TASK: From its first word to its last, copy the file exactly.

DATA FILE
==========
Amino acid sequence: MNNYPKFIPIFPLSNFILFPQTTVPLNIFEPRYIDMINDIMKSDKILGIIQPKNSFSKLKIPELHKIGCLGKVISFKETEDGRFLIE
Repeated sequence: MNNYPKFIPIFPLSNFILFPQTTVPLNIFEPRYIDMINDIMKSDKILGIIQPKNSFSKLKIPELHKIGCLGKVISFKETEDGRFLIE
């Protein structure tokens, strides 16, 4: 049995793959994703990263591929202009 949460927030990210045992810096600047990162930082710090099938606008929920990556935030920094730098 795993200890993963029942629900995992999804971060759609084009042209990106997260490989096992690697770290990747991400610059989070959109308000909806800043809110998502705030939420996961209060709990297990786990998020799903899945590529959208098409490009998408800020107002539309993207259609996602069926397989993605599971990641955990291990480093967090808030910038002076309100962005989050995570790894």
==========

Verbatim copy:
Amino acid sequence: MNNYPKFIPIFPLSNFILFPQTTVPLNIFEPRYIDMINDIMKSDKILGIIQPKNSFSKLKIPELHKIGCLGKVISFKETEDGRFLIE
Repeated sequence: MNNYPKFIPIFPLSNFILFPQTTVPLNIFEPRYIDMINDIMKSDKILGIIQPKNSFSKLKIPELHKIGCLGKVISFKETEDGRFLIE
């Protein structure tokens, strides 16, 4: 049995793959994703990263591929202009 949460927030990210045992810096600047990162930082710090099938606008929920990556935030920094730098 795993200890993963029942629900995992999804971060759609084009042209990106997260490989096992690697770290990747991400610059989070959109308000909806800043809110998502705030939420996961209060709990297990786990998020799903899945590529959208098409490009998408800020107002539309993207259609996602069926397989993605599971990641955990291990480093967090808030910038002076309100962005989050995570790894």